There I was, sitting in a small room in a village in the province of Brabant. There were flowers and candles, the sun was shining through the windows, the music was sweeping me away, and I thought about the life we had just said goodbye to: the mother of New Love.
She was 93 when she passed away. And that made me think about time. What if I live to that age? It made me feel rather calm. After all, with so much time ahead of you, everything becomes less urgent. You can still do so much. Later.
I thought back to my childhood, when time was of no importance. Life felt so much simpler then. Summer vacations that never seemed to stop, idle days spent on our sailboat, endless outdoor games. Days blurred into each other, without any notion that I had to do something; that my time was precious.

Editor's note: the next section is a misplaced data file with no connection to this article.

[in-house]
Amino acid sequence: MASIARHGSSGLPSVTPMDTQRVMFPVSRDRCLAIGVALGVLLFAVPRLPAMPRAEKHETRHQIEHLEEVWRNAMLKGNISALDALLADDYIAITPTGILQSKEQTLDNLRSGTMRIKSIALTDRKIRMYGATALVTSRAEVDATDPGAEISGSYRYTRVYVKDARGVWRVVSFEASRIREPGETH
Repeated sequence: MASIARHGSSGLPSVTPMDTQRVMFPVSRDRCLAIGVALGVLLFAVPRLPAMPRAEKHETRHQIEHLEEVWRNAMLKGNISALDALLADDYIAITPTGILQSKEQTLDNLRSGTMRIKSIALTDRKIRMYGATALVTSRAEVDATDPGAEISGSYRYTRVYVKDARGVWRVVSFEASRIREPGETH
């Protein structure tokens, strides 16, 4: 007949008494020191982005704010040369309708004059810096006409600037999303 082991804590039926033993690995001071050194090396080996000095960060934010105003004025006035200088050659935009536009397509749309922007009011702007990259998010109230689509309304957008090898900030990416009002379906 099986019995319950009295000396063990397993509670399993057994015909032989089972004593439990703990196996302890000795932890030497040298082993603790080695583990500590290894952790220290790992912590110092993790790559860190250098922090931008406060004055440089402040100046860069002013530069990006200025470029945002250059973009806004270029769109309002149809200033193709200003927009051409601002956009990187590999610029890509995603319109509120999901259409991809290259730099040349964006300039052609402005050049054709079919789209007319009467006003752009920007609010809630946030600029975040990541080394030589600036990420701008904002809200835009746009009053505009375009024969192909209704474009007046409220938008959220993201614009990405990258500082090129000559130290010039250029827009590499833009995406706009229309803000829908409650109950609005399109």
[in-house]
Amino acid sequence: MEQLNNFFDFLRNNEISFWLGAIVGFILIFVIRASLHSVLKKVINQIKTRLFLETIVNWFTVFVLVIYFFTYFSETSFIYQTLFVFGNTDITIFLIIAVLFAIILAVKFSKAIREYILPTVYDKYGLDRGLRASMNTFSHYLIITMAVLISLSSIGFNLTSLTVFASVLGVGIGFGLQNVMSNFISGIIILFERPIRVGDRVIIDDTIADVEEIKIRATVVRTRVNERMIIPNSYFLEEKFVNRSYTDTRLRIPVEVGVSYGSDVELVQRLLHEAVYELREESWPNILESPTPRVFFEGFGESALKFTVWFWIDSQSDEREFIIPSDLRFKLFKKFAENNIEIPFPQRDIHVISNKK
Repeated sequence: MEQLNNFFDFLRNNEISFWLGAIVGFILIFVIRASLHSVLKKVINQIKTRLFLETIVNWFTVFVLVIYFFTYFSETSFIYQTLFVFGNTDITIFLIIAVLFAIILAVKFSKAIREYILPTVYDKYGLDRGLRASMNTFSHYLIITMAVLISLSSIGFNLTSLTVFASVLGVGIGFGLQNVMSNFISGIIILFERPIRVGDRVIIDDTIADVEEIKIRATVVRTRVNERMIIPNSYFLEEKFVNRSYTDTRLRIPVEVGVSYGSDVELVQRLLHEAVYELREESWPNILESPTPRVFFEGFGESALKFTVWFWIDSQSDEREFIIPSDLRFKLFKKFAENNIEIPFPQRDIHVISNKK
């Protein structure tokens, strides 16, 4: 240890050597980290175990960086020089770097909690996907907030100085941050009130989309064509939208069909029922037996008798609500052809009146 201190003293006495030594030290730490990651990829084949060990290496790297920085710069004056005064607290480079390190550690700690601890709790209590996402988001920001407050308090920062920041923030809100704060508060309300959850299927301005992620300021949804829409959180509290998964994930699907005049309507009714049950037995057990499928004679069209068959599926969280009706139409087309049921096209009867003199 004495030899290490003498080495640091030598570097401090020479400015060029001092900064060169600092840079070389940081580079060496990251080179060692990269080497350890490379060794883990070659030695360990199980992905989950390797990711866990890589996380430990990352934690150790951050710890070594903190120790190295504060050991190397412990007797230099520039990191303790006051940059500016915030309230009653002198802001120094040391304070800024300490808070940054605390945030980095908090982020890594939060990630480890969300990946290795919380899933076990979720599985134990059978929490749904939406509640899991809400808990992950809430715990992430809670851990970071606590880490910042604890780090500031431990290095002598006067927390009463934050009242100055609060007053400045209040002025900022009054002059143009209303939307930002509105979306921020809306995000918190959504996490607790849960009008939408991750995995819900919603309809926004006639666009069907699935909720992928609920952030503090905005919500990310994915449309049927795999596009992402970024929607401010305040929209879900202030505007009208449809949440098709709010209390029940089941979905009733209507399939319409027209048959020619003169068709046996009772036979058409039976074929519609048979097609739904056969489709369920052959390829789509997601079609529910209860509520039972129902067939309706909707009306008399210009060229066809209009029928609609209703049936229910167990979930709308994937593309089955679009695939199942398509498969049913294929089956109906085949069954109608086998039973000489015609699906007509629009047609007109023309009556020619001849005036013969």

Does life feel like that too, when you’re really old? Could it possibly feel secretly great that time slips away like that? That the days merge into each other again? Or would you actually be acutely aware that time really is running out, and regret everything that hasn’t happened in your life? I was sorry that I wasn’t able to ask New Love’s mum.
Time passed, and her life was portrayed in a series of images and words. And as I sat there, I thought of a quote by the French poet Louis Aragon: Un beau soir l’avenir s’appelle le passé (One beautiful evening, the future shall be called the past).
Irene, together with Astrid, is the founder and creative director of Flow Magazine. She lives with her children (10 and 13, co-parenting) in Haarlem, the Netherlands. Each Friday, she writes about how various Mindfulness lessons apply in her daily life.